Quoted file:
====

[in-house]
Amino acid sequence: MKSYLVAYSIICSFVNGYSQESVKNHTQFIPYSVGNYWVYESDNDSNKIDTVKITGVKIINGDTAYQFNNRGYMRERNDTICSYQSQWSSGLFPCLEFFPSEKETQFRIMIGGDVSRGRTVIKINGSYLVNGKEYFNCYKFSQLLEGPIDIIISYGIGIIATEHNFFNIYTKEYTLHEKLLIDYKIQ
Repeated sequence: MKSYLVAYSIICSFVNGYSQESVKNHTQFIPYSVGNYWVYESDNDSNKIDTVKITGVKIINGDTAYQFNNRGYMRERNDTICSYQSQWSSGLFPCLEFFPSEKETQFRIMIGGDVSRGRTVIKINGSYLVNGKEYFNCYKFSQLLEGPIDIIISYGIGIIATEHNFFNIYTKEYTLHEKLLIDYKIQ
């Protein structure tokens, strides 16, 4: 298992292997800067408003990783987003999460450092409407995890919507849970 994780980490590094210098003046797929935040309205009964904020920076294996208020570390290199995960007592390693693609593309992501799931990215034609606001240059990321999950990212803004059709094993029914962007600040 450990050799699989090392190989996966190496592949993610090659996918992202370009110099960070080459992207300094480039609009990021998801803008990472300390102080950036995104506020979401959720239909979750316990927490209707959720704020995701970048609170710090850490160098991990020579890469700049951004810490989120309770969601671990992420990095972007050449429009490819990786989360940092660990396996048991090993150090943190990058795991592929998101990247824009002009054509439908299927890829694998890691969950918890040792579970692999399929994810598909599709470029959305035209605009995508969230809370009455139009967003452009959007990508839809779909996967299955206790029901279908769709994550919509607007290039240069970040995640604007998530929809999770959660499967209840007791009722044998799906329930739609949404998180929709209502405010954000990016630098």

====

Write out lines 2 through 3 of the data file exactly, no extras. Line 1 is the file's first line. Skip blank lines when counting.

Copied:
Amino acid sequence: MKSYLVAYSIICSFVNGYSQESVKNHTQFIPYSVGNYWVYESDNDSNKIDTVKITGVKIINGDTAYQFNNRGYMRERNDTICSYQSQWSSGLFPCLEFFPSEKETQFRIMIGGDVSRGRTVIKINGSYLVNGKEYFNCYKFSQLLEGPIDIIISYGIGIIATEHNFFNIYTKEYTLHEKLLIDYKIQ
Repeated sequence: MKSYLVAYSIICSFVNGYSQESVKNHTQFIPYSVGNYWVYESDNDSNKIDTVKITGVKIINGDTAYQFNNRGYMRERNDTICSYQSQWSSGLFPCLEFFPSEKETQFRIMIGGDVSRGRTVIKINGSYLVNGKEYFNCYKFSQLLEGPIDIIISYGIGIIATEHNFFNIYTKEYTLHEKLLIDYKIQ